View Single Post
  #6 (permalink)  
Old 11-15-2006, 05:02 PM
R. Dale Flick R. Dale Flick is offline
Join Date: May 2006
Location: Cincinnati, Ohio, U.S.A.
Posts: 1,573

Hi, Bruno & Jon:
I'm 'fuzzy' about the paddlewheel now mounted at the Howard Museum in Jeffersonville, IN. Keith Norrington would know in a jiffy and will be back on line tomorrow. Alan Bates and others could also enlighten us.

I do recall hearing, that when the shaft broke on the DELTA QUEEN, there was a gentleman taking his daily constitution walking around the deck and happened to look over and see the shaft cracked. He was no fool and sounded the alarm PRONTO! Capts. Don Sanders, Bob Reynolds etc. may know the full story. Even the best of steel after all of those years of rolling, rolling, backing, heading would have developed stress cracks.

Now, I've one. I pulled down Stan Garvey's 'KING & QUEEN of the River' book to refresh my memory of the World War II days. Pretty interesting stuff. No doubt the Navy crew aboard were at times armed and had armanents. John Burns related to me he recalled "A cabin on the boat used to store sidearms, rifles--no doubt a machine gun or several thrown in." The DK/DQ from the get go were equipped with magnetic compases for navigation on San Francisco Bay and its upper reaches. I've often wondered if the boats ever had guns mounted on deck? Yet, from what I recall, deck guns are a touchy thing needing solid footing and mounting. The wood/canvas decks on the boats would have been an issue. The Japanese threat after Pearl Harbor was an ever present one with fears of 'mini subs' sneaking along the coast and into San Francisco Bay itself. The Navy mounted lookouts on the very top deck during drills and alerts etc.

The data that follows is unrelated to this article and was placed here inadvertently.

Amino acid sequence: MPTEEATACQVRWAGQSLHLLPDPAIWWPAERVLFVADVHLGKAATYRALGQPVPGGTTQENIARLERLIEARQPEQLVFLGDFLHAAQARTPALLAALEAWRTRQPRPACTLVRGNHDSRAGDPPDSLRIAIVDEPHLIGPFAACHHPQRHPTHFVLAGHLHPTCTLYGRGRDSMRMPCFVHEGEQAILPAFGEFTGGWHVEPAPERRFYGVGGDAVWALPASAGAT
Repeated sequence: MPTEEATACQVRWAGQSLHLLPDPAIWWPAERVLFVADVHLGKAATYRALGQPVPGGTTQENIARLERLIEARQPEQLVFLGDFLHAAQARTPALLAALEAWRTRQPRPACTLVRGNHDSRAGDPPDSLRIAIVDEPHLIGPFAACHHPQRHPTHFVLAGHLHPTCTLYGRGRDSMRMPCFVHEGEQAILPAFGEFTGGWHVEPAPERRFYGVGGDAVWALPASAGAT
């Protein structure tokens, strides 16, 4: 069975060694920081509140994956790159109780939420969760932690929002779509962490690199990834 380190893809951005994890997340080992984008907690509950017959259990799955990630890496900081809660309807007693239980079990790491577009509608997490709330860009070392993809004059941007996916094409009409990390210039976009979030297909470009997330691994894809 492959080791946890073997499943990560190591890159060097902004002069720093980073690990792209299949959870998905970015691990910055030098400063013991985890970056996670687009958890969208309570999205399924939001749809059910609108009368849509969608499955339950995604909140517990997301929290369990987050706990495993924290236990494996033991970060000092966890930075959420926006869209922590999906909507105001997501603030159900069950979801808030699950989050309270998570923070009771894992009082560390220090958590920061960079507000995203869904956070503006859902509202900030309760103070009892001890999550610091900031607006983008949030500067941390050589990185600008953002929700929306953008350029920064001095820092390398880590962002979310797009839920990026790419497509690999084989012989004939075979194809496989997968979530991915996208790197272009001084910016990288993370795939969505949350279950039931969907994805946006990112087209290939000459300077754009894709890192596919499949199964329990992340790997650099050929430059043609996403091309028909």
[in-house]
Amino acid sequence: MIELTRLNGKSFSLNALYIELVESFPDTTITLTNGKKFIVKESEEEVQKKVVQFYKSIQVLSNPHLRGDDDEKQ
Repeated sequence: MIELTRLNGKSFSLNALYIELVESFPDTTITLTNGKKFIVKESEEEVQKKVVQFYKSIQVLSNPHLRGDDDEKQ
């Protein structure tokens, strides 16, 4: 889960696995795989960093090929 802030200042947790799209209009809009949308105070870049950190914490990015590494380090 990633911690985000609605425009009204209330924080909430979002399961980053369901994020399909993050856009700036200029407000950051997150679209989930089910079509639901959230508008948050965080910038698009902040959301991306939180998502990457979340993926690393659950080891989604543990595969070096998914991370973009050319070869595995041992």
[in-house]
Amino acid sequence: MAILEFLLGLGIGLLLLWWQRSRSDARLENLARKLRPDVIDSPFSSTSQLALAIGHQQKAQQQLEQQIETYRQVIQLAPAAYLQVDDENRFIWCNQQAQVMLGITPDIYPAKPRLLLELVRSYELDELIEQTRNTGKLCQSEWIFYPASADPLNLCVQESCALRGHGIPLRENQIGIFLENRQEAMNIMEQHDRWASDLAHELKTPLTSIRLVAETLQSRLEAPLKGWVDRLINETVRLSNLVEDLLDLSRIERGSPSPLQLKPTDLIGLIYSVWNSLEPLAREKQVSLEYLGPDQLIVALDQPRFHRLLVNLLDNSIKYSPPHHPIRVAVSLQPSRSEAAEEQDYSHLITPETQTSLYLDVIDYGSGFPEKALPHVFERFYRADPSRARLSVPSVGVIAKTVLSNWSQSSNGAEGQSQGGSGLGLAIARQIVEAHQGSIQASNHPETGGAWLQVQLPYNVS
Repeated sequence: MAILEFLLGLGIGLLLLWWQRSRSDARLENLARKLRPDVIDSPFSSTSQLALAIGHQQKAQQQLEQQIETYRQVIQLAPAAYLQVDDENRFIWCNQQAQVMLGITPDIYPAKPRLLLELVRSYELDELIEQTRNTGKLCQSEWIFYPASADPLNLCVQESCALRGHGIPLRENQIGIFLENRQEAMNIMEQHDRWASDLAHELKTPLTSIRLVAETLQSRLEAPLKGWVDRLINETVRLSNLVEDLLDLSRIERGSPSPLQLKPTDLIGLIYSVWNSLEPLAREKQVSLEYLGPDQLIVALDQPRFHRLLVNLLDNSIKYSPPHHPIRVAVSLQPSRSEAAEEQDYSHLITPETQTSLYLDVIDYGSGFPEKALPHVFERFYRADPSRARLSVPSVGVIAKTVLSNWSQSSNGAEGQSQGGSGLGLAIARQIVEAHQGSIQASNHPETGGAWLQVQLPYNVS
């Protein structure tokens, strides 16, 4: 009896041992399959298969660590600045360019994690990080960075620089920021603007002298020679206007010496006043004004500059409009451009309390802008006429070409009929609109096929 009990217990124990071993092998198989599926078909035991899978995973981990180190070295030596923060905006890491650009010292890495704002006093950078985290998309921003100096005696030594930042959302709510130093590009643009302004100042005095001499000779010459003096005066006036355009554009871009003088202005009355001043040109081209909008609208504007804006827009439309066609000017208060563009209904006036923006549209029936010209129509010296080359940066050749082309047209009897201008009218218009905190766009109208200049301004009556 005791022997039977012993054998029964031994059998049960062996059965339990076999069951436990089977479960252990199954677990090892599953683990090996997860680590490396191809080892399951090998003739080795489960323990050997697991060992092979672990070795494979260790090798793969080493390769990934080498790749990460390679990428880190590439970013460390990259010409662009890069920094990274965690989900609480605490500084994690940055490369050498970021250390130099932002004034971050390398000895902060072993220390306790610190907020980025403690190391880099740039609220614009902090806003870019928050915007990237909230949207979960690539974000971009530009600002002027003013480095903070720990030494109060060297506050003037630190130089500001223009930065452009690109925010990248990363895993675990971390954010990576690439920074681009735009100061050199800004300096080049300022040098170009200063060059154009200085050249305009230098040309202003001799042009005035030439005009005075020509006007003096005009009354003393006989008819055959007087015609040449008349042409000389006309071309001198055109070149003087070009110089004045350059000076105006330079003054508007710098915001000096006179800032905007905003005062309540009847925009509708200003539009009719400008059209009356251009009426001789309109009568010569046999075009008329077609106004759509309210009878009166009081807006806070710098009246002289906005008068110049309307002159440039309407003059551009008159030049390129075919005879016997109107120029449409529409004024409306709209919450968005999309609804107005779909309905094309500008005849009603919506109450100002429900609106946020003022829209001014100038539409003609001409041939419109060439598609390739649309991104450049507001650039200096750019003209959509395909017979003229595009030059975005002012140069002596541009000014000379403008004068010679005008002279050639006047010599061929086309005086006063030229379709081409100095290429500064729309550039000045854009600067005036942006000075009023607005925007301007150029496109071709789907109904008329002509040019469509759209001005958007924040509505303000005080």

R. Dale Flick
Reply With Quote